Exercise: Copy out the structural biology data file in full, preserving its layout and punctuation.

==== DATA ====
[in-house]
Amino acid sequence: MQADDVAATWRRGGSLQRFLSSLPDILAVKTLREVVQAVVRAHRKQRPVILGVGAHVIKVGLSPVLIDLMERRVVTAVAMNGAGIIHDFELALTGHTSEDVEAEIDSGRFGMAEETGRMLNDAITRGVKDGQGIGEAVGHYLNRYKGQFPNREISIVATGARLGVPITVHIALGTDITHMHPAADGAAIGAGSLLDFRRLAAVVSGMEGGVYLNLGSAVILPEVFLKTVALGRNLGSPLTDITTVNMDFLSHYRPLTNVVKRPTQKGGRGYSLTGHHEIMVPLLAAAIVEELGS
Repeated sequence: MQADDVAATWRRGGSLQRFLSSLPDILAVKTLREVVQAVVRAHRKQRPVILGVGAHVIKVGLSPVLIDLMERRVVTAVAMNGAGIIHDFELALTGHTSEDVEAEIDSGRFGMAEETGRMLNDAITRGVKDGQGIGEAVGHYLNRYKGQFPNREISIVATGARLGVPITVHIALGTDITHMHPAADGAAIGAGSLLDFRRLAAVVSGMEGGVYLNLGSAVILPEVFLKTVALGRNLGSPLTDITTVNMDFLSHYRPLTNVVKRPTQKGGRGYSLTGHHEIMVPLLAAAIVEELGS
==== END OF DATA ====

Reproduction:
[in-house]
Amino acid sequence: MQADDVAATWRRGGSLQRFLSSLPDILAVKTLREVVQAVVRAHRKQRPVILGVGAHVIKVGLSPVLIDLMERRVVTAVAMNGAGIIHDFELALTGHTSEDVEAEIDSGRFGMAEETGRMLNDAITRGVKDGQGIGEAVGHYLNRYKGQFPNREISIVATGARLGVPITVHIALGTDITHMHPAADGAAIGAGSLLDFRRLAAVVSGMEGGVYLNLGSAVILPEVFLKTVALGRNLGSPLTDITTVNMDFLSHYRPLTNVVKRPTQKGGRGYSLTGHHEIMVPLLAAAIVEELGS
Repeated sequence: MQADDVAATWRRGGSLQRFLSSLPDILAVKTLREVVQAVVRAHRKQRPVILGVGAHVIKVGLSPVLIDLMERRVVTAVAMNGAGIIHDFELALTGHTSEDVEAEIDSGRFGMAEETGRMLNDAITRGVKDGQGIGEAVGHYLNRYKGQFPNREISIVATGARLGVPITVHIALGTDITHMHPAADGAAIGAGSLLDFRRLAAVVSGMEGGVYLNLGSAVILPEVFLKTVALGRNLGSPLTDITTVNMDFLSHYRPLTNVVKRPTQKGGRGYSLTGHHEIMVPLLAAAIVEELGS